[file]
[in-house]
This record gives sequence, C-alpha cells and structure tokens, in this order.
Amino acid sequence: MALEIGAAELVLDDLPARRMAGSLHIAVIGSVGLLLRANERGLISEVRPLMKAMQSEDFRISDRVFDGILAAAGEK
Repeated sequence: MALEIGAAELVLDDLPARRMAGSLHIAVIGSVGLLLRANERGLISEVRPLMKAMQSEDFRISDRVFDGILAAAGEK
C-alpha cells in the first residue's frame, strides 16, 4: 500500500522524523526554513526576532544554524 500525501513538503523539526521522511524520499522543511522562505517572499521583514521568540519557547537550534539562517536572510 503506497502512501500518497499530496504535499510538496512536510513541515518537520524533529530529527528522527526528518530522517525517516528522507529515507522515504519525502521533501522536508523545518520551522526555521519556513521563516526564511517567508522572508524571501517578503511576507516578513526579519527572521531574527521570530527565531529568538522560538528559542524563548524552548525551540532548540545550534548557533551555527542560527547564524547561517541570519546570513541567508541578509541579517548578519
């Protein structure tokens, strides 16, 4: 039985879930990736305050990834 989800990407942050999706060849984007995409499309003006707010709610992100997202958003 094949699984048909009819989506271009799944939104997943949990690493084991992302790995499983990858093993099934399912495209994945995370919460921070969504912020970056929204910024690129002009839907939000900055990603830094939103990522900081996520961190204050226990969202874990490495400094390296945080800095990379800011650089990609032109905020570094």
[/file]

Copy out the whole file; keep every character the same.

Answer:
[in-house]
This record gives sequence, C-alpha cells and structure tokens, in this order.
Amino acid sequence: MALEIGAAELVLDDLPARRMAGSLHIAVIGSVGLLLRANERGLISEVRPLMKAMQSEDFRISDRVFDGILAAAGEK
Repeated sequence: MALEIGAAELVLDDLPARRMAGSLHIAVIGSVGLLLRANERGLISEVRPLMKAMQSEDFRISDRVFDGILAAAGEK
C-alpha cells in the first residue's frame, strides 16, 4: 500500500522524523526554513526576532544554524 500525501513538503523539526521522511524520499522543511522562505517572499521583514521568540519557547537550534539562517536572510 503506497502512501500518497499530496504535499510538496512536510513541515518537520524533529530529527528522527526528518530522517525517516528522507529515507522515504519525502521533501522536508523545518520551522526555521519556513521563516526564511517567508522572508524571501517578503511576507516578513526579519527572521531574527521570530527565531529568538522560538528559542524563548524552548525551540532548540545550534548557533551555527542560527547564524547561517541570519546570513541567508541578509541579517548578519
């Protein structure tokens, strides 16, 4: 039985879930990736305050990834 989800990407942050999706060849984007995409499309003006707010709610992100997202958003 094949699984048909009819989506271009799944939104997943949990690493084991992302790995499983990858093993099934399912495209994945995370919460921070969504912020970056929204910024690129002009839907939000900055990603830094939103990522900081996520961190204050226990969202874990490495400094390296945080800095990379800011650089990609032109905020570094």